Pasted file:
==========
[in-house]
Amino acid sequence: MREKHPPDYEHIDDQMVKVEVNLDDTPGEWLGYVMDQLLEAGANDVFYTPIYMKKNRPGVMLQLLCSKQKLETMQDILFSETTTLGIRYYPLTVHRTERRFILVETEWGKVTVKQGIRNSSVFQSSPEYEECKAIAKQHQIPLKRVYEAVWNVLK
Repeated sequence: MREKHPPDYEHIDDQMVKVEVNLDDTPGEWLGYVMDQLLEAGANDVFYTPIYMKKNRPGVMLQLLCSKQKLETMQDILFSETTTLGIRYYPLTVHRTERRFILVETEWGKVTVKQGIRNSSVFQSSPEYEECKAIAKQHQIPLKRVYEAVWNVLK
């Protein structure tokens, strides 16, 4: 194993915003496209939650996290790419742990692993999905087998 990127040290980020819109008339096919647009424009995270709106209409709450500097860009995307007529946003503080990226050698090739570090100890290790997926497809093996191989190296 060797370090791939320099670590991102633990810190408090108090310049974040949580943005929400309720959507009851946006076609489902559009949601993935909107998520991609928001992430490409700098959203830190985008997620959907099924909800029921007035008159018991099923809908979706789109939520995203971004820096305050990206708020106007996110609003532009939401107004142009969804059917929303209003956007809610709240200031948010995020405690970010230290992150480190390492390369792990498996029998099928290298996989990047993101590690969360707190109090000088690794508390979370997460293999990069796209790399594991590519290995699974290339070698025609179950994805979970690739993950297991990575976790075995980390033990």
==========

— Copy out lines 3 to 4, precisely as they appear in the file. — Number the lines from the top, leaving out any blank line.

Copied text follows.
Repeated sequence: MREKHPPDYEHIDDQMVKVEVNLDDTPGEWLGYVMDQLLEAGANDVFYTPIYMKKNRPGVMLQLLCSKQKLETMQDILFSETTTLGIRYYPLTVHRTERRFILVETEWGKVTVKQGIRNSSVFQSSPEYEECKAIAKQHQIPLKRVYEAVWNVLK
């Protein structure tokens, strides 16, 4: 194993915003496209939650996290790419742990692993999905087998 990127040290980020819109008339096919647009424009995270709106209409709450500097860009995307007529946003503080990226050698090739570090100890290790997926497809093996191989190296 060797370090791939320099670590991102633990810190408090108090310049974040949580943005929400309720959507009851946006076609489902559009949601993935909107998520991609928001992430490409700098959203830190985008997620959907099924909800029921007035008159018991099923809908979706789109939520995203971004820096305050990206708020106007996110609003532009939401107004142009969804059917929303209003956007809610709240200031948010995020405690970010230290992150480190390492390369792990498996029998099928290298996989990047993101590690969360707190109090000088690794508390979370997460293999990069796209790399594991590519290995699974290339070698025609179950994805979970690739993950297991990575976790075995980390033990």